The Modern Antiquarian. Stone Circles, Ancient Sites, Neolithic Monuments, Ancient Monuments, Prehistoric Sites, Megalithic MysteriesThe Modern Antiquarian

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Delf Hill (Stone Circle) — Fieldnotes

The quarry, quarrymen, quarry machinery - been there, done that, bought the t shirt. Well, I would have done so, but they don't sell t shirts when you're in the middle of a blizzard!

This is a delightful circle. Not easy to locate, but well worth the effort. From the trig point you can see two parts of the same wall, split by some undulation in the terrain. Focus on the part of the wall that you can see to the right, specifically on the leftmost part of that that you can see. Then head towards it - easy.

Just to the right of the circle is a substantial dip. It's not clear whether this has been quarried or what function it might have performed.

Delf Hill (Stone Circle) — Images (click to view fullsize)

<b>Delf Hill</b>Posted by johnes<b>Delf Hill</b>Posted by johnes

Worsthorne Hill (Stone Circle) — Fieldnotes

The trouble with tractors is that they move! The blue tractor (roller) is still there, but there was no sign today of a beige one. Following the track north, take the left fork when it bifurcates, and follow it for about 20 yards into the landfill area. Leave the track and walk over to the left, in the direction of the farmhouse - you'll find the stones quite easily.

It's a small, but charming site. (I don't agree at all that it's a sorry site. Yes it is next to a landfill. Just look the other way - it's lovely.)

I wonder whether the summit of Pendle Hill has some importance here - signalling sunset at the summer solstice perhaps??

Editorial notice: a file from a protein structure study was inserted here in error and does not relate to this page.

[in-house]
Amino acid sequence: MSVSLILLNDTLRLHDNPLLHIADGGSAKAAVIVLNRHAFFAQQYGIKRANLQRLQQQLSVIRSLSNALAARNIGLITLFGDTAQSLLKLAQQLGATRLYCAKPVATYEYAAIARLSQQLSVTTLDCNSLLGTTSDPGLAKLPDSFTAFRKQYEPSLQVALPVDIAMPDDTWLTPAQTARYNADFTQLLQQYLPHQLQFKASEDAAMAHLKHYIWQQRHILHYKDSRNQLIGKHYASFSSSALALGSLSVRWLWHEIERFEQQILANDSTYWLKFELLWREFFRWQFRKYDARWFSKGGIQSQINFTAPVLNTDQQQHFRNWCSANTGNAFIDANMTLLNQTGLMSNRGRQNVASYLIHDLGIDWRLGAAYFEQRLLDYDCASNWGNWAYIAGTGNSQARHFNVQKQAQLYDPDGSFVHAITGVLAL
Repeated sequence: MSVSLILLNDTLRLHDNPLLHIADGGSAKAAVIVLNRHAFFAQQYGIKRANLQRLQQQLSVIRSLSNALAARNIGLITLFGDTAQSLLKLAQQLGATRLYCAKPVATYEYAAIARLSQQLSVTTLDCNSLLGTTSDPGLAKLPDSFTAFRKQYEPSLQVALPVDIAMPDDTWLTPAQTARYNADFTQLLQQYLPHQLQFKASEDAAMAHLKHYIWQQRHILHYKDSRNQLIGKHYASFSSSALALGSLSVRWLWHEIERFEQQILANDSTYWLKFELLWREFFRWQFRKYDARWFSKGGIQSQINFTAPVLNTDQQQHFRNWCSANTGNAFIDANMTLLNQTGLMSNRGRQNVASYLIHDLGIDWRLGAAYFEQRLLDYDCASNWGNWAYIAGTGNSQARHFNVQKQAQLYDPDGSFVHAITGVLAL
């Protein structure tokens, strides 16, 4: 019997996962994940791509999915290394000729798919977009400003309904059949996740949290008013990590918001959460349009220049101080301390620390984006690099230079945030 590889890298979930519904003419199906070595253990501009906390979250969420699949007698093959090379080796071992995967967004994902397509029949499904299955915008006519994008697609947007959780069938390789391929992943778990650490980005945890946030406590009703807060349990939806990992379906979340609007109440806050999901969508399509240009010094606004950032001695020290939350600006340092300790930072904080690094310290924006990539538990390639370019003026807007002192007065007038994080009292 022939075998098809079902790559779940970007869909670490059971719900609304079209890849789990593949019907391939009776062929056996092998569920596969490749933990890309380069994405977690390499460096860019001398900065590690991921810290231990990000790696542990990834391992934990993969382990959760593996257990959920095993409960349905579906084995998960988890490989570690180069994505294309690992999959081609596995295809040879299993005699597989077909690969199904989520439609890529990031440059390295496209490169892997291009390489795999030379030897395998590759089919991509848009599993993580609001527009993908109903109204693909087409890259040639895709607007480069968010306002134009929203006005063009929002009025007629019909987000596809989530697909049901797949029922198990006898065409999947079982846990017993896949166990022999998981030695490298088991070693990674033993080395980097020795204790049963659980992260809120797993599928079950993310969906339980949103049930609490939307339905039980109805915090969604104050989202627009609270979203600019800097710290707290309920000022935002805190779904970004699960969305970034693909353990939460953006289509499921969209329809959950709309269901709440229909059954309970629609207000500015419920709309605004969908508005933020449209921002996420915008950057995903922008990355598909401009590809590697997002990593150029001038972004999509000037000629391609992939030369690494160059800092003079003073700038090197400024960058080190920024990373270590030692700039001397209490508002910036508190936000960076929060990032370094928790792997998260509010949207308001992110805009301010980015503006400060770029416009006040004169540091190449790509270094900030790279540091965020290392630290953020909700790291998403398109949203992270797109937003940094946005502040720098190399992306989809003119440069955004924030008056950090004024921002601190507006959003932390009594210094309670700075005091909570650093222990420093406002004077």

Worsthorne Hill (Stone Circle) — Images

<b>Worsthorne Hill</b>Posted by johnes

Summerhouse Hill (Round Cairn) — Images

<b>Summerhouse Hill</b>Posted by johnes<b>Summerhouse Hill</b>Posted by johnes<b>Summerhouse Hill</b>Posted by johnes<b>Summerhouse Hill</b>Posted by johnes

Summerhouse Hill (Round Cairn) — Fieldnotes

My second visit was much more successful. There are 4 remaining stones in the circle plus the large cairn. The stones are located as follows:

(i) immediately north of the cairn
(ii) south west of the cairn
(iii) and (iv) on the opposite (ie western) edge of the field to the cairn, immediately in front of the stone wall - I shall refer to iv as the more northerly of this pair

Two further large stones are confusing outliers - one of these is south of the cairn (about 50 metres ESE of stone ii), and the other is just the other side of the wall to stones iii and iv, though a gate.

What makes it clear that this monument was a true stone circle is the presence of numerous socket holes which clearly housed further large stones. These are particularly clearly visible between stones i and iv. Just to the north west of these are traces of a shallow ditch which seems to have partially encircled the stone circle itself.

Running in a southerly direction from the centre of the stone circle, and just west of stone ii, extending about 100 metres south beyond the perimeter of the stone circle itself, appears to be a hollow way.

The sheer scale of this circle makes it harder than most to understand. It must be about 150 metres in diameter, and the slight rise in the middle of the circle means that not all the stones are visible from all viewpoints. Once you get the hang of it, this is arguably the finest remaining stone circle in Lancashire. The stones themselves are huge, and it's a pity that no more of them remain. The location is fabulous.